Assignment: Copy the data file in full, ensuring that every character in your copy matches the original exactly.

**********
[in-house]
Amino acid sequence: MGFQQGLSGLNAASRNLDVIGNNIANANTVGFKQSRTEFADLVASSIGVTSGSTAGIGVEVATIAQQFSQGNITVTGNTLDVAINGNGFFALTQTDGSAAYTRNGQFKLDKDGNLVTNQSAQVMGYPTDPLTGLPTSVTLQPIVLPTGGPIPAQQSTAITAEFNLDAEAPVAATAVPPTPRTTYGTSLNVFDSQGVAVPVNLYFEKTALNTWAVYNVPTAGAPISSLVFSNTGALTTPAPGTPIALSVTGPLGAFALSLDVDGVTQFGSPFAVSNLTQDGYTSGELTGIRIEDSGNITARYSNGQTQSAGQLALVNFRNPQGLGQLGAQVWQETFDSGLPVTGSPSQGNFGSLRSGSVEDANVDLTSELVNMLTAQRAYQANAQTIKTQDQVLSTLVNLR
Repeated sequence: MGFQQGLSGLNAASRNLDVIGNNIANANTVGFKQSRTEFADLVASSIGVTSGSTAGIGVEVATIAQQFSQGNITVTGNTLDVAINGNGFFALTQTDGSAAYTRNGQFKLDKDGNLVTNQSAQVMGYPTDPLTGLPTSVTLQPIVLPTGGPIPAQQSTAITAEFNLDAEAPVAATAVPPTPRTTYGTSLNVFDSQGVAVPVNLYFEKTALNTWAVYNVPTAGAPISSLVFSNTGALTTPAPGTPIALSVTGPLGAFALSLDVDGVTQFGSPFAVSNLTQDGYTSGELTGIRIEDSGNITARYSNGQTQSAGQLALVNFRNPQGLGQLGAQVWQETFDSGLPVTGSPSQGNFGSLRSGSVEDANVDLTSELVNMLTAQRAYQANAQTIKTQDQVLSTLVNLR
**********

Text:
[in-house]
Amino acid sequence: MGFQQGLSGLNAASRNLDVIGNNIANANTVGFKQSRTEFADLVASSIGVTSGSTAGIGVEVATIAQQFSQGNITVTGNTLDVAINGNGFFALTQTDGSAAYTRNGQFKLDKDGNLVTNQSAQVMGYPTDPLTGLPTSVTLQPIVLPTGGPIPAQQSTAITAEFNLDAEAPVAATAVPPTPRTTYGTSLNVFDSQGVAVPVNLYFEKTALNTWAVYNVPTAGAPISSLVFSNTGALTTPAPGTPIALSVTGPLGAFALSLDVDGVTQFGSPFAVSNLTQDGYTSGELTGIRIEDSGNITARYSNGQTQSAGQLALVNFRNPQGLGQLGAQVWQETFDSGLPVTGSPSQGNFGSLRSGSVEDANVDLTSELVNMLTAQRAYQANAQTIKTQDQVLSTLVNLR
Repeated sequence: MGFQQGLSGLNAASRNLDVIGNNIANANTVGFKQSRTEFADLVASSIGVTSGSTAGIGVEVATIAQQFSQGNITVTGNTLDVAINGNGFFALTQTDGSAAYTRNGQFKLDKDGNLVTNQSAQVMGYPTDPLTGLPTSVTLQPIVLPTGGPIPAQQSTAITAEFNLDAEAPVAATAVPPTPRTTYGTSLNVFDSQGVAVPVNLYFEKTALNTWAVYNVPTAGAPISSLVFSNTGALTTPAPGTPIALSVTGPLGAFALSLDVDGVTQFGSPFAVSNLTQDGYTSGELTGIRIEDSGNITARYSNGQTQSAGQLALVNFRNPQGLGQLGAQVWQETFDSGLPVTGSPSQGNFGSLRSGSVEDANVDLTSELVNMLTAQRAYQANAQTIKTQDQVLSTLVNLR